Be still my heart. I have just finished one of the best Pride and Prejudice retellings I have ever read.
If you are an Austen fan and haven’t read Lara S. Ormiston’s Unequal Affection, do so immediately! You won’t regret it.
It was so good, so deliciously written, I could hardly contain my joy while reading. And dare I say it, I think even Jane herself would like this retelling.
In case you aren’t aware, Jane Austen and her work are so popular there is a sub-genre of fiction dedicated to her. There are literally hundreds of sequels, retellings, modern adaptations, abridged versions, inspired-by novels and fanfiction all revolving around Miss Austen’s books. So what makes this story better than the hundreds (maybe even thousands) of others?
The short answer? Genius. Pure genius.
The longer (and perhaps better) answer is that this brilliantly written retelling captures the tone and wit of Austen’s original and keeps our beloved characters true to their original selves (or at least as much as possible when one is rewriting a story).
The book begins right after chapter 34 of Pride and Prejudice, when Mr. Darcy proposes to Elizabeth at Hunsford. Instead of giving him the epic, stinging rejection she delivers to Darcy in the original, Elizabeth controls her shock and anger and asks Mr. Darcy for time to consider his proposal. Moved by his passionate declaration of love and motivated by a desire to help her family and ensure her own security, she accepts his proposal. But not without telling him honestly that she does not (yet) love him. She gives him the opportunity to rescind his offer of marriage. He does not.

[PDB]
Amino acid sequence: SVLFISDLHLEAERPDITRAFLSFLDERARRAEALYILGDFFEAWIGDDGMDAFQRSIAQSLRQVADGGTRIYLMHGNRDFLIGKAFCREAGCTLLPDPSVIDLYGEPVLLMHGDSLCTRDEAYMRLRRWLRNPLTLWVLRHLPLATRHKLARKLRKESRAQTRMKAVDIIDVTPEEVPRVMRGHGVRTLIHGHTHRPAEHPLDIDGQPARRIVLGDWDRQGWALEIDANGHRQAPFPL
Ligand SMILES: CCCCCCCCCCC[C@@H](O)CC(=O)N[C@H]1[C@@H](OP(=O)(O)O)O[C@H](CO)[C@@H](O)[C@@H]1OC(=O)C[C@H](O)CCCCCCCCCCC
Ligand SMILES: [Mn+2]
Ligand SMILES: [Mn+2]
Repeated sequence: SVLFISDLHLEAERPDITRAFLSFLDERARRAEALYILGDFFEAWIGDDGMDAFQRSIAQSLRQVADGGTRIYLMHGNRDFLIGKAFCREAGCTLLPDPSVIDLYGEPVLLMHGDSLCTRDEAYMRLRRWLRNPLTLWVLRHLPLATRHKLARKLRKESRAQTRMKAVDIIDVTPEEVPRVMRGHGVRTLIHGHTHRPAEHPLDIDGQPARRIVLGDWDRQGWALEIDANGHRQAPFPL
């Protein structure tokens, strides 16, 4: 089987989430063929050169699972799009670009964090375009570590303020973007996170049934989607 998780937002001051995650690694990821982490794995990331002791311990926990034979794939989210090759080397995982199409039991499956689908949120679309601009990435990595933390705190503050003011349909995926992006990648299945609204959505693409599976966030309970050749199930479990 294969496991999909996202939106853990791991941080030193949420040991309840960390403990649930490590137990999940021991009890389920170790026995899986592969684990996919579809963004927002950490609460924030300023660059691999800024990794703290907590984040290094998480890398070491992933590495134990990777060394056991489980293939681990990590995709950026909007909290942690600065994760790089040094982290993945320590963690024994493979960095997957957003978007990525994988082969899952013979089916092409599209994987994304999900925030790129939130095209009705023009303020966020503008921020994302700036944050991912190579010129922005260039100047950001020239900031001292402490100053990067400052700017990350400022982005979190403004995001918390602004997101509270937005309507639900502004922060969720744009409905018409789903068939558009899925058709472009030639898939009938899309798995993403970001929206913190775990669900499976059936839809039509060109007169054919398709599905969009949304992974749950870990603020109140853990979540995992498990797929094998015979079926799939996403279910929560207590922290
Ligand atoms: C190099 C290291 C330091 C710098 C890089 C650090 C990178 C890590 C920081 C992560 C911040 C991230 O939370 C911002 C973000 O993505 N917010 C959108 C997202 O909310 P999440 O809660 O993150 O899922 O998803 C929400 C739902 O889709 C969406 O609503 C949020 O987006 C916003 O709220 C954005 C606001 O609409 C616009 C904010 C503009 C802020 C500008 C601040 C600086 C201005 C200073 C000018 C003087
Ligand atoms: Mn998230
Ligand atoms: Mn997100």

What follows is the slow and subtle romance of our favorite hero and heroine. Mr. Darcy by no means escapes Elizabeth’s scathing criticisms of his character and attitude, especially in his behavior towards her family, and Elizabeth still undergoes a personal revelation over her misunderstandings of both Darcy and Wickham’s characters. But this time readers are privy not only to Elizabeth’s inner struggles and feelings, but Darcy’s as well. For anyone who has longed to get inside Darcy’s head, prepare to be satisfied. Ormiston’s Darcy is every bit the proud, inscrutable, dynamic hero we always believed him to be, and now we are privy to his innermost thoughts.
The book alternates between Elizabeth and Darcy’s point of view. I particularly loved this because it delicately revealed the romance growing between them in the midst of their struggles over their impending marriage. Darcy’s “scruples about their relationship” are not all disdainful pride. Both Elizabeth and Darcy face censure over their engagement. Rumors fly about Elizabeth being a gold-digger while Darcy sneered at for being ensnared by someone beneath him and disappointing the expectations of his family. But like in the original, Darcy and Elizabeth are true to their own hearts. Elizabeth realizes she has been vain and prejudiced; Darcy realizes he has been selfish in his love and wrong in his pride; both discover the folly of judging too soon. And in the end, true romance blooms and happily ever after is achieved.
Unequal Affection takes us on Darcy and Elizabeth’s journey moment by moment, in intricate, intimate detail. With all the witty, authentic dialogue we enjoy in Austen’s originals as well as comedic relief and the perfect amount of romantic tension, Ormiston cannot fail to please. I whole heartedly recommend this book to any and all Jane Austen fans, in particular those who keep Pride and Prejudice near and dear to their hearts.
I couldn’t possibly read this again too soon, and I can plan on doing so over and over. And isn’t that the ultimate sign of a good book?